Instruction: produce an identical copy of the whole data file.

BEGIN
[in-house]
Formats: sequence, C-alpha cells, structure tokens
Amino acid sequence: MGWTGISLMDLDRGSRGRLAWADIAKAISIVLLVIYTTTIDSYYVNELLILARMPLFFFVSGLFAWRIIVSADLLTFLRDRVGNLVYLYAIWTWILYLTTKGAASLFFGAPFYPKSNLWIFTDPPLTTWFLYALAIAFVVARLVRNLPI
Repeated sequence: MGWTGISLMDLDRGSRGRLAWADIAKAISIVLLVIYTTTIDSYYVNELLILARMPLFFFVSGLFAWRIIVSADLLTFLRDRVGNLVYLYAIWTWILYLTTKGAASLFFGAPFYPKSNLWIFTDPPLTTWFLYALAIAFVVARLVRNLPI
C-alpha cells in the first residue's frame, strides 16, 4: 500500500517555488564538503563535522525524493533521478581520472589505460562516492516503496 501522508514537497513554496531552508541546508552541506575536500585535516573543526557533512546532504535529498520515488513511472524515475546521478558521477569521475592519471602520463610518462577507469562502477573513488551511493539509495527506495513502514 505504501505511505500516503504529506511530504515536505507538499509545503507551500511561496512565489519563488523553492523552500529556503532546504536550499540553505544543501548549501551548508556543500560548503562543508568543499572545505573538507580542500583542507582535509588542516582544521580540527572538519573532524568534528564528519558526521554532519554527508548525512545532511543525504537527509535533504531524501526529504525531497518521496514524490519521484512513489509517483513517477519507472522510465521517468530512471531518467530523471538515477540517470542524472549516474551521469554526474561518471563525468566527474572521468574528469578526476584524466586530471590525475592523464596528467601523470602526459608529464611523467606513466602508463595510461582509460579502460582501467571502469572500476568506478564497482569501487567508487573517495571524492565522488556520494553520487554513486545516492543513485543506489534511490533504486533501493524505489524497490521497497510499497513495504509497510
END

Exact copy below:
[in-house]
Formats: sequence, C-alpha cells, structure tokens
Amino acid sequence: MGWTGISLMDLDRGSRGRLAWADIAKAISIVLLVIYTTTIDSYYVNELLILARMPLFFFVSGLFAWRIIVSADLLTFLRDRVGNLVYLYAIWTWILYLTTKGAASLFFGAPFYPKSNLWIFTDPPLTTWFLYALAIAFVVARLVRNLPI
Repeated sequence: MGWTGISLMDLDRGSRGRLAWADIAKAISIVLLVIYTTTIDSYYVNELLILARMPLFFFVSGLFAWRIIVSADLLTFLRDRVGNLVYLYAIWTWILYLTTKGAASLFFGAPFYPKSNLWIFTDPPLTTWFLYALAIAFVVARLVRNLPI
C-alpha cells in the first residue's frame, strides 16, 4: 500500500517555488564538503563535522525524493533521478581520472589505460562516492516503496 501522508514537497513554496531552508541546508552541506575536500585535516573543526557533512546532504535529498520515488513511472524515475546521478558521477569521475592519471602520463610518462577507469562502477573513488551511493539509495527506495513502514 505504501505511505500516503504529506511530504515536505507538499509545503507551500511561496512565489519563488523553492523552500529556503532546504536550499540553505544543501548549501551548508556543500560548503562543508568543499572545505573538507580542500583542507582535509588542516582544521580540527572538519573532524568534528564528519558526521554532519554527508548525512545532511543525504537527509535533504531524501526529504525531497518521496514524490519521484512513489509517483513517477519507472522510465521517468530512471531518467530523471538515477540517470542524472549516474551521469554526474561518471563525468566527474572521468574528469578526476584524466586530471590525475592523464596528467601523470602526459608529464611523467606513466602508463595510461582509460579502460582501467571502469572500476568506478564497482569501487567508487573517495571524492565522488556520494553520487554513486545516492543513485543506489534511490533504486533501493524505489524497490521497497510499497513495504509497510